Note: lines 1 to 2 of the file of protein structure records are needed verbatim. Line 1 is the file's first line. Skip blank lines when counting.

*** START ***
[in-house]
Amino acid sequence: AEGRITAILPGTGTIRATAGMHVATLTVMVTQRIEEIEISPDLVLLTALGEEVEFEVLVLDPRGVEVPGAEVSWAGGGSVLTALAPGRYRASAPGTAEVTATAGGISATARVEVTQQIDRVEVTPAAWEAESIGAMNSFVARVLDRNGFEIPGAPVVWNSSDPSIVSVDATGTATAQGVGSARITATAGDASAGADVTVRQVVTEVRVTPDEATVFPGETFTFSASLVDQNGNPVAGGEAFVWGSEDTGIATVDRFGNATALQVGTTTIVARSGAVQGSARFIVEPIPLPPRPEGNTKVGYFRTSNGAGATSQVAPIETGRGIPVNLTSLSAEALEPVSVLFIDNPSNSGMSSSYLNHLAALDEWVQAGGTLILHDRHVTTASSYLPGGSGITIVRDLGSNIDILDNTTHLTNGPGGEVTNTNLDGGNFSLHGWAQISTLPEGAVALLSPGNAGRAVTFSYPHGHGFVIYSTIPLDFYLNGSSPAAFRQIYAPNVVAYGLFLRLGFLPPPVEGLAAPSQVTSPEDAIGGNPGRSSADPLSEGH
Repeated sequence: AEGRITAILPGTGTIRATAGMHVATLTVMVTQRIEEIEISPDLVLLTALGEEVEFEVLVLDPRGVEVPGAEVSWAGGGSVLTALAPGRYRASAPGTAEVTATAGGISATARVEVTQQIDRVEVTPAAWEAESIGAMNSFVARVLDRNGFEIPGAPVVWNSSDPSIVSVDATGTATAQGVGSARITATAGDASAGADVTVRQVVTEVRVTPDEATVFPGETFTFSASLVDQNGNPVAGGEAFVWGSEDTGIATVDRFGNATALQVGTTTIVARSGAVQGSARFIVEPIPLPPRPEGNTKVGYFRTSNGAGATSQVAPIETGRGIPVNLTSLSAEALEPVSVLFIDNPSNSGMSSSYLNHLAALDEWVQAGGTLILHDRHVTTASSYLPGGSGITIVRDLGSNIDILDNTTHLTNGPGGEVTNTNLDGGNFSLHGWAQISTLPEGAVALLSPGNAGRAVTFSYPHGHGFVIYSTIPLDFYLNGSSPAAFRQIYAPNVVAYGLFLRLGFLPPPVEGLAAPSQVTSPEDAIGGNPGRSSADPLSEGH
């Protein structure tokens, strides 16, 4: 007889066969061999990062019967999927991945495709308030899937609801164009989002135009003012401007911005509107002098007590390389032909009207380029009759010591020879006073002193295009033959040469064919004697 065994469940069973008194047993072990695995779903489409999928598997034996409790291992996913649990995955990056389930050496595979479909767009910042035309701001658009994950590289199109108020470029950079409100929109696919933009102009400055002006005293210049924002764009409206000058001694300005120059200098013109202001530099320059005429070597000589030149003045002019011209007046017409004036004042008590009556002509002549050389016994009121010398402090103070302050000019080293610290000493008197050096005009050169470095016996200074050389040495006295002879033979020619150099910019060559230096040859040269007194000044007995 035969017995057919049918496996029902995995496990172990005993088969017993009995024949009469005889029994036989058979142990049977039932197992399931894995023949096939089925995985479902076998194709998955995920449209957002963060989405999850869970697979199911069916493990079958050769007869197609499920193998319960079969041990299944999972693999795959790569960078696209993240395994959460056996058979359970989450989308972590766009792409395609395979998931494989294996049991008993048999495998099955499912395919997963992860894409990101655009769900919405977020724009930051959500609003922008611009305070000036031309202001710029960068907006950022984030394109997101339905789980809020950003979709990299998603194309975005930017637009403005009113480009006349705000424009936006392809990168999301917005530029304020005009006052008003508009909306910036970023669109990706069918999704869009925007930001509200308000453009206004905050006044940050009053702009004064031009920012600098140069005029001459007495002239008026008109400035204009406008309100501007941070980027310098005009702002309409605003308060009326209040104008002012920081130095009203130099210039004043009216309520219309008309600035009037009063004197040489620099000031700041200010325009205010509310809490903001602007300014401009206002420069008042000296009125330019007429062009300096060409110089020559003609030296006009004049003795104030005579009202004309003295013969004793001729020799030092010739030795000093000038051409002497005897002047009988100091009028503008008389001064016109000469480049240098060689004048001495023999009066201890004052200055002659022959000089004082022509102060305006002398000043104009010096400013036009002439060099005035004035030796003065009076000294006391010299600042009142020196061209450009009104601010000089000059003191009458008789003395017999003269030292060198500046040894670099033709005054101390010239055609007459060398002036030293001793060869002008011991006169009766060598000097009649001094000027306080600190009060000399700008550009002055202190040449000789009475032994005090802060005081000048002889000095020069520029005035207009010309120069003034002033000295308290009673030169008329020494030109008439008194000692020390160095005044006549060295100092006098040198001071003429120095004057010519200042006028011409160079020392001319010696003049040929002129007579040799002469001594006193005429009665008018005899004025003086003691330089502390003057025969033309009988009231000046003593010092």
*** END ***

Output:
[in-house]
Amino acid sequence: AEGRITAILPGTGTIRATAGMHVATLTVMVTQRIEEIEISPDLVLLTALGEEVEFEVLVLDPRGVEVPGAEVSWAGGGSVLTALAPGRYRASAPGTAEVTATAGGISATARVEVTQQIDRVEVTPAAWEAESIGAMNSFVARVLDRNGFEIPGAPVVWNSSDPSIVSVDATGTATAQGVGSARITATAGDASAGADVTVRQVVTEVRVTPDEATVFPGETFTFSASLVDQNGNPVAGGEAFVWGSEDTGIATVDRFGNATALQVGTTTIVARSGAVQGSARFIVEPIPLPPRPEGNTKVGYFRTSNGAGATSQVAPIETGRGIPVNLTSLSAEALEPVSVLFIDNPSNSGMSSSYLNHLAALDEWVQAGGTLILHDRHVTTASSYLPGGSGITIVRDLGSNIDILDNTTHLTNGPGGEVTNTNLDGGNFSLHGWAQISTLPEGAVALLSPGNAGRAVTFSYPHGHGFVIYSTIPLDFYLNGSSPAAFRQIYAPNVVAYGLFLRLGFLPPPVEGLAAPSQVTSPEDAIGGNPGRSSADPLSEGH